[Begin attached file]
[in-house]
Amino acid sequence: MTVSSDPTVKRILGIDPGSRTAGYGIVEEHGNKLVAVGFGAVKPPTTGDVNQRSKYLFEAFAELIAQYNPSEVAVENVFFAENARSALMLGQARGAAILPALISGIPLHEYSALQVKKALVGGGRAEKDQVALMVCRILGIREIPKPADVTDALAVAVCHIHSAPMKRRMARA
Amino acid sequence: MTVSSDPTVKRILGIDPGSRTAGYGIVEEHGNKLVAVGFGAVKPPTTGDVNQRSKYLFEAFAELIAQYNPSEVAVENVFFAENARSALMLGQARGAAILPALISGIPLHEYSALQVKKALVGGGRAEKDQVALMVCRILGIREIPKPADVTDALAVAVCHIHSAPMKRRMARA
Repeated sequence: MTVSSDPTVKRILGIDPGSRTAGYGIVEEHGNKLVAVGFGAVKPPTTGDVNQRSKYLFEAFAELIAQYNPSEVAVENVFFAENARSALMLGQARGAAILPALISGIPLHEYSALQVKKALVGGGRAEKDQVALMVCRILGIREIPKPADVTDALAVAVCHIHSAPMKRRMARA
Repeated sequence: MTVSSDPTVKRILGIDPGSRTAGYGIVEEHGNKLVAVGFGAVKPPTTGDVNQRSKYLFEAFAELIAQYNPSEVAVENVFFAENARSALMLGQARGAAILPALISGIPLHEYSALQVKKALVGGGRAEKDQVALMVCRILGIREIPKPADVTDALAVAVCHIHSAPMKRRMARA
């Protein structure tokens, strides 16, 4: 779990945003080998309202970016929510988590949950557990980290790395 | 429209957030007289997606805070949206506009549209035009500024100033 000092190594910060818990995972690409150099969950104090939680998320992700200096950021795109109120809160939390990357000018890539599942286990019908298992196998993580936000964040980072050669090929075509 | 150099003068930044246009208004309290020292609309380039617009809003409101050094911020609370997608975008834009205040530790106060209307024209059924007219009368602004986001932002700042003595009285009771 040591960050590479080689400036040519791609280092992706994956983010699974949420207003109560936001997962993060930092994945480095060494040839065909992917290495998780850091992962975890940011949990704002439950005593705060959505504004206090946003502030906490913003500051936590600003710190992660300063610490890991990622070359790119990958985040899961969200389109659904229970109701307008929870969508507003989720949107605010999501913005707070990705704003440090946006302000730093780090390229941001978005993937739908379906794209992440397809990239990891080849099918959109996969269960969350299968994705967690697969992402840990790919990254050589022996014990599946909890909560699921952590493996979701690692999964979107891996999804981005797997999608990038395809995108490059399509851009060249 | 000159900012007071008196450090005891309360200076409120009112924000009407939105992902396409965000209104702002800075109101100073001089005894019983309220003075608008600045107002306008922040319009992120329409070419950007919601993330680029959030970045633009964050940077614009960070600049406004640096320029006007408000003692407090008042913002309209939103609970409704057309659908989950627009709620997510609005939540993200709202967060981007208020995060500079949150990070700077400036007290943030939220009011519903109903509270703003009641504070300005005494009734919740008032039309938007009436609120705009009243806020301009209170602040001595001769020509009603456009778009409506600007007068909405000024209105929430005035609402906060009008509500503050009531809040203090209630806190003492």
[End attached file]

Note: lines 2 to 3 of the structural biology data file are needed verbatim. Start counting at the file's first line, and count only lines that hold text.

Amino acid sequence: MTVSSDPTVKRILGIDPGSRTAGYGIVEEHGNKLVAVGFGAVKPPTTGDVNQRSKYLFEAFAELIAQYNPSEVAVENVFFAENARSALMLGQARGAAILPALISGIPLHEYSALQVKKALVGGGRAEKDQVALMVCRILGIREIPKPADVTDALAVAVCHIHSAPMKRRMARA
Amino acid sequence: MTVSSDPTVKRILGIDPGSRTAGYGIVEEHGNKLVAVGFGAVKPPTTGDVNQRSKYLFEAFAELIAQYNPSEVAVENVFFAENARSALMLGQARGAAILPALISGIPLHEYSALQVKKALVGGGRAEKDQVALMVCRILGIREIPKPADVTDALAVAVCHIHSAPMKRRMARA